: So Microsoft announces a dividend of $0.16 a share and the stock goes down more than 25 times that amount today alone. Can’t win. Can’t win.
Posts from January 17, 2003
Whatever happened to…
: Michael Palmer has a great idea: He’s looking for an old friend and colleague; can’t find him; so he’s typing his name into his weblog in hopes this old pal will Google himself, find the mention, follow the link, and send an email. Simple, elegant, brilliant.
If it works, it will qualify as a new Google hack.
Call it “Google Calling.”
I’ll join in. I was cleaning out my basement the other day and was reminded of all kinds of names of old college and high school friends I’ve lost. So I’ll mention their names here just to Google Call them: Jim (James) Herlihy, Steve (Steven) Paulson, Marki (Margaret) Kimble (Street), Charles (Chuck) Larrabbee, Linda Graefing, Allen Barr, Lee Fawkes, Riley Atkins, Janice Rosenberg, Linda Kattwinkel…
If you’re one of these folks and you knew me: Hey, what’s new? Click on the email link on the right…. [via Lockhart Steele]
: Update. In the comments, Anil points to earlier efforts to do the same thing, efforts that reach back in history before weblogs — notably Andy Baio’s page. Mazeltov.
I still say that weblogs have a role here. Weblogs tie many disparate functions and trends on the web together. A weblog becomes your representation of you on the web — as Chris Pirillo said just today:
Blogging is your chance to show the world what you’re like. It’s your own. It’s nobody else’s… it’s life. It’s life online.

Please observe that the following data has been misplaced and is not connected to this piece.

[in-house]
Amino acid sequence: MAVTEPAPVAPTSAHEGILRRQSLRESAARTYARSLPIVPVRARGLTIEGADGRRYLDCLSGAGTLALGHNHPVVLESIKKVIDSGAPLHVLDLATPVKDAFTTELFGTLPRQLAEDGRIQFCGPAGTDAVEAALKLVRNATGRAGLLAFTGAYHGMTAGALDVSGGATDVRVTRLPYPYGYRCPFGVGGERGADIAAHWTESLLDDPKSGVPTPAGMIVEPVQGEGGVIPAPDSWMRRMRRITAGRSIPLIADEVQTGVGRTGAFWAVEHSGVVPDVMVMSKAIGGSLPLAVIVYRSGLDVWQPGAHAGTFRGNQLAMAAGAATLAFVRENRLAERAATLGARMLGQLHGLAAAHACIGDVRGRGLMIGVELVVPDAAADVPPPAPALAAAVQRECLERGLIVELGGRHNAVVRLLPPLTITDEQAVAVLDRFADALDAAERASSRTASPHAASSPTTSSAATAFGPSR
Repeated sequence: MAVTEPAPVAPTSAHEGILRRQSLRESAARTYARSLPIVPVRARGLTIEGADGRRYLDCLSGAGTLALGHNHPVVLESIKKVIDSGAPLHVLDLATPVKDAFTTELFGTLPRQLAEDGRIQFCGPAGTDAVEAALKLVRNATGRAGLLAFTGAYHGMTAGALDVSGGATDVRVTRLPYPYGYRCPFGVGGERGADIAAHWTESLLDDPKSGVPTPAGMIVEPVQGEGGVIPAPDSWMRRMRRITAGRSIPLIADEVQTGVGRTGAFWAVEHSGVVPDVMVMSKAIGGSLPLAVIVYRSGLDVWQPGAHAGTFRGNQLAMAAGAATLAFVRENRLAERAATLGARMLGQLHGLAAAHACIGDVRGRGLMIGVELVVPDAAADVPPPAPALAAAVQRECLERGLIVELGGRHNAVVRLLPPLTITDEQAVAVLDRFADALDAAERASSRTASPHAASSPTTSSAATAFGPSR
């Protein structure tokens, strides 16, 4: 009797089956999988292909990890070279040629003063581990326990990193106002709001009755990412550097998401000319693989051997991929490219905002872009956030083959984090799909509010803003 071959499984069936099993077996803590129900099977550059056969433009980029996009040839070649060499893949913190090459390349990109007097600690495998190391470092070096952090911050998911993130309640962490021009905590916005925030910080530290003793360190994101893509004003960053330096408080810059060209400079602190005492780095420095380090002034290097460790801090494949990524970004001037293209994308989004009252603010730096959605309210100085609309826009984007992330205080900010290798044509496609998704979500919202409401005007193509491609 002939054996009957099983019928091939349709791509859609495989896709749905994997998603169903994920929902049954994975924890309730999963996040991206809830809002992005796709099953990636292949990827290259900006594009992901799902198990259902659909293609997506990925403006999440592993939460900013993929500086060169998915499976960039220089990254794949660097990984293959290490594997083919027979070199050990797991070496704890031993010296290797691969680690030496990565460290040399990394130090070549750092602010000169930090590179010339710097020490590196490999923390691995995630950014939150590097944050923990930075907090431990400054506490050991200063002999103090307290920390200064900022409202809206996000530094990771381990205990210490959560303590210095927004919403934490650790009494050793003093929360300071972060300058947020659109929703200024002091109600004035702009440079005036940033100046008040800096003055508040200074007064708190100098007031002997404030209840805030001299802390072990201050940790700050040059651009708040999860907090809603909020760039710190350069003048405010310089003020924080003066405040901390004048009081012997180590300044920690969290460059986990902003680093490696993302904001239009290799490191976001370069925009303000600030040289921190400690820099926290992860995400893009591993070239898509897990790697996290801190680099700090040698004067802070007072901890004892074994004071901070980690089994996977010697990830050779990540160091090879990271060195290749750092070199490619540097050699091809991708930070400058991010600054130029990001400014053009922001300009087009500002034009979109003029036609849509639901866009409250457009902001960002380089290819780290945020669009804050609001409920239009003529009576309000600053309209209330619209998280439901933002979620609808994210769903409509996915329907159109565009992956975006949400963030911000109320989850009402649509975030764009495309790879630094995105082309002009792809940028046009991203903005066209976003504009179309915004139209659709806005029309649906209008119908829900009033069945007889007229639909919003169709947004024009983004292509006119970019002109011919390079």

There comes a time very soon when your blog represents more than your opinion. It holds your links to others; your photos and videos; and the metadata for your life (you don’t have a soul, you just have metadata). It is you, just you online. Importantly, this will be true not just for web sophisticates but for the masses.
Anil also scolds me (I’m used to it by now) for tying this, like too much else, to both Google and blogging. Tough cookies. A Google search is something everyone but everyone understands today — better than “metadata” or “tags.” As a card-carrying populist, I’m adamantly unapologetic about putting things into popular terms. I’m also not going to take a demerit for acting as if this is new. Of course, nothing is new. But we’re all allowed to discover and share things that are new to us; that is what makes blogs and the blogging community generous and enjoyable.
: Seven years ago, Dave Winer reminds himself, he loved Pointcast.
I hated it: an unnecessary application with unnecessary complication that caused unnecessary traffic with a bad business model (remember: it was the screensaver with content and advertising; it was going to be talking to empty chairs while its consumers were away from their desks sitting on a toilet).
After watching a demo, in a fit of technology hubris (remember those days?), I said, “We can do that with nothing but a browser and a refresh.” And we did.
It was a lesson we all had to learn the hard way: Take what you have and use it to the max before you go building the next thing.
Which is to say that there are ways to use the blogging tools (and video, audio, photo, and data tools) we already have that we cannot imagine yet.